I recently finished a 1977 novel called Survivors: Genesis of a Hero. It’s a tale of Britain a few years after a catastrophe that has wiped out of most of the human race. A violent and oppressive government has sprung up to govern what’s left of England.
Wales, however, holds out against this new militaristic regime. Communities there realize that the English revolution is based on using the guns, food and technology of a civilization that is now over. Instead, they try and build a (Welsh-speaking) society that is not only fairer but more sustainable and self-sufficient. What enables them to do that, and hold off the advances of the English revolution, is retreating to the mountains and fighting a guerrilla war. It’s a military tactic that was familiar to medieval Welsh princes.
The geography of Wales has shaped its history. Indeed, the opening line of Owen M. Edwards’ influential 1901 history of the nation was ‘Wales is a land of mountains’. The mountains divided north and south, undermining a sense of national unity. But they also kept out not only invaders but migrants too. Only slowly did tourists, industrialists and railways open up north Wales to Anglicizing influences. Mountains were key to why Wales survived into the modern world.
But modern technology and wealth undermined that, as people by the 1950s were only too aware. In 1961, the nationalist writer Iswlyn Ffowc Elis complained (in Welsh):
Wales is no longer a haven beyond the mountains, but an open playground for hordes of motorists and cyclists and hikers, and an experimental field for the Government’s technology. The teeth of her defensive mountains have been drawn, her valleys drowned by the English, and the innards of her rural society ripped out. She now stands naked before the world.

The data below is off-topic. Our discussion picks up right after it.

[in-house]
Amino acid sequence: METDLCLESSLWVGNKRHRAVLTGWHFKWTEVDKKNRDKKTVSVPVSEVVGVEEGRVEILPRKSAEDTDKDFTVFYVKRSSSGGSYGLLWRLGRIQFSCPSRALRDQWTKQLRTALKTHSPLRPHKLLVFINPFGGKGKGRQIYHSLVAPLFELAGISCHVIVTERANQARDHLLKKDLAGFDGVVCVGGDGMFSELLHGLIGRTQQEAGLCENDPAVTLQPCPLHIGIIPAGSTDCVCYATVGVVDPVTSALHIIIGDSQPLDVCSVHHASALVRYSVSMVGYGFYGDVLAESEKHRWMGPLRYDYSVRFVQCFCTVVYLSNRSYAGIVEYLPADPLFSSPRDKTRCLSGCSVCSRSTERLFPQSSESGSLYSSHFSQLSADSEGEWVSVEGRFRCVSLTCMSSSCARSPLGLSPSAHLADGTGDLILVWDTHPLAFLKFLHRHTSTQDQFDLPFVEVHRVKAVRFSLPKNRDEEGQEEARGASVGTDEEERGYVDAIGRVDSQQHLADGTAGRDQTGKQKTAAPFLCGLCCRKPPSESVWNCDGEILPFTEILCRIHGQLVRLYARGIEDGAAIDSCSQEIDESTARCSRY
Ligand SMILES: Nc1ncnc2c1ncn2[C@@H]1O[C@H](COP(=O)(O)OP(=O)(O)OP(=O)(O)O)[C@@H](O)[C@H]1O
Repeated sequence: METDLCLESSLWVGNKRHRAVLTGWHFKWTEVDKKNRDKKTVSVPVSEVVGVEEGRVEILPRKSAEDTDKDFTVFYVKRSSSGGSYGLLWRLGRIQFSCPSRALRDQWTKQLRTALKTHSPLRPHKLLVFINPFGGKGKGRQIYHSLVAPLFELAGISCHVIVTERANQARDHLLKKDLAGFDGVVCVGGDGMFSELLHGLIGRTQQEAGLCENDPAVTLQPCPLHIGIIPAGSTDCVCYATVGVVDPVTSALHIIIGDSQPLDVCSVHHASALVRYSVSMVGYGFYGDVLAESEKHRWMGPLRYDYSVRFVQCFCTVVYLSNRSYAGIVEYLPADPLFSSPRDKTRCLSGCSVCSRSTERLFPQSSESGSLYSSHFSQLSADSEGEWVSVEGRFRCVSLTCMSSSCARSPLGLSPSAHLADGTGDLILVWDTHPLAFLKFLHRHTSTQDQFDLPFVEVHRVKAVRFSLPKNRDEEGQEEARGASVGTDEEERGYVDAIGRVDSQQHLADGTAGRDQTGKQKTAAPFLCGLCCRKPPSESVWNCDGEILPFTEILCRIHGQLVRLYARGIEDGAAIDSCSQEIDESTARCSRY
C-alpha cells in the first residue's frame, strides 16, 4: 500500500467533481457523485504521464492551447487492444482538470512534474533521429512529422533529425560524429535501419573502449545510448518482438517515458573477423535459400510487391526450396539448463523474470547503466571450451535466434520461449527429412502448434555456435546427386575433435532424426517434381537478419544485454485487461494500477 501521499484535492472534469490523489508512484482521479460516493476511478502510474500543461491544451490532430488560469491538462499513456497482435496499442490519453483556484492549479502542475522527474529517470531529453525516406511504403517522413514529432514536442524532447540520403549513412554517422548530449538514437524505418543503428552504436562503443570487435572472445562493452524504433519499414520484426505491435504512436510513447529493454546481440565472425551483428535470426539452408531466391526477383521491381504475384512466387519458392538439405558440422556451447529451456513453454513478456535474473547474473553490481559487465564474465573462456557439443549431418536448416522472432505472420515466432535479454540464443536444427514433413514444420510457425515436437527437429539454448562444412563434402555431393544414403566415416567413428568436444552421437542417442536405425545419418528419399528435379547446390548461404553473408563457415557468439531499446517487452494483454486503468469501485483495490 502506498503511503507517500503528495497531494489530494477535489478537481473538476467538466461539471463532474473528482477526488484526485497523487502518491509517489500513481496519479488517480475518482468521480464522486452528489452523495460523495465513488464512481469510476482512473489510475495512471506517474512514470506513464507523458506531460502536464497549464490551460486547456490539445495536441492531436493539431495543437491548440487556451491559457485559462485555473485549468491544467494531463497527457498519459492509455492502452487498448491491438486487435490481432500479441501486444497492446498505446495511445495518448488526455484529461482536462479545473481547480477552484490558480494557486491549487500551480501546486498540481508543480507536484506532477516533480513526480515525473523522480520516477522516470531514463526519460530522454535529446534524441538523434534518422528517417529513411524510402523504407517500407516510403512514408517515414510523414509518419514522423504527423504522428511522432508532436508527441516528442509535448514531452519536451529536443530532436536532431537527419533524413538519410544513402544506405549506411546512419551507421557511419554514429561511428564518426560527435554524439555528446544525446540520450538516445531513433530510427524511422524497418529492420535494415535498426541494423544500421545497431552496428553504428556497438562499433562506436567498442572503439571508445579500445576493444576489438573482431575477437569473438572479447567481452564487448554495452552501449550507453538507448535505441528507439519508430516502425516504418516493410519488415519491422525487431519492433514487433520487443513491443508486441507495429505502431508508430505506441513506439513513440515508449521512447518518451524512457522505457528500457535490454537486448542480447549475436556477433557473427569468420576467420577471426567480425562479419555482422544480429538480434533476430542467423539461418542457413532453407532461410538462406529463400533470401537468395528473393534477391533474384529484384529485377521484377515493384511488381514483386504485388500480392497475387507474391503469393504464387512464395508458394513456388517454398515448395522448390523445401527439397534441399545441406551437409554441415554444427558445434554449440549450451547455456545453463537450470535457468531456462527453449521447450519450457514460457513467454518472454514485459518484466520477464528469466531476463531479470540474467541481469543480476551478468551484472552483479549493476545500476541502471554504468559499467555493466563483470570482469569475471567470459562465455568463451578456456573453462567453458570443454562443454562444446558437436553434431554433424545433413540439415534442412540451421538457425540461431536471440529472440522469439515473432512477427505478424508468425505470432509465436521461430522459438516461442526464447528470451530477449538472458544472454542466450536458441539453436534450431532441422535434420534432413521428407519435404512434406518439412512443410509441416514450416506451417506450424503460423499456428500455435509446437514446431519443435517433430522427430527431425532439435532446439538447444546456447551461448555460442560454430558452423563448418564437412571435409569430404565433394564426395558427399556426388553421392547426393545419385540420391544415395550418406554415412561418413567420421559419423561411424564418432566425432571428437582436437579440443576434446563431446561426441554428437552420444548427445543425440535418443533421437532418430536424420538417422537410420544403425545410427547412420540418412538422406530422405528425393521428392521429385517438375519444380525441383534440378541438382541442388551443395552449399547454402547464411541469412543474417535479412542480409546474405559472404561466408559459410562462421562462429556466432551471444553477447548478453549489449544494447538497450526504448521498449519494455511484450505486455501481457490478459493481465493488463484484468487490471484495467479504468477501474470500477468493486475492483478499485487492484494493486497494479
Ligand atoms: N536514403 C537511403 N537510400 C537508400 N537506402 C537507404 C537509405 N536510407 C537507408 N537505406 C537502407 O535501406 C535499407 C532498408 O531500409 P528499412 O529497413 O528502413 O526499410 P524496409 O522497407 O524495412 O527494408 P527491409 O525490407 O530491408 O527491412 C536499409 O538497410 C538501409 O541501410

Ironically, mountains are now seen as important to the future of Wales precisely because they bring in the spending power of tourists.
That’s surely a good thing. Wanting to close our border and deny outside influences can only harm Wales, both economically and culturally. Welsh identity survived in the post-war period because it embraced the modern world rather than rejected it. Once ‘the teeth of the defensive mountains’ were drawn, Wales reinvented itself as nation built on the present rather than the past. Thus while a few opposed the building of the Severn Bridge in the 1960s because it would open Wales up to the world, far more embraced it for exactly the same reason. Wales was a redefined from a land of hymns and pubs that were shut on a Sunday to one of pop music and personal freedom.
In Survivors the new Welsh society is welcoming of refugees from oppression in England. Those refugees have to agree to live by the ways of the new society but it’s also recognized that the incomers can bring new ideas and news ways of doing things. The best way to protect a culture is to ensure it does not stand still.
Survivors: Genesis of a Hero is out of print but there are pirated pdfs online. There’s a review of the book here.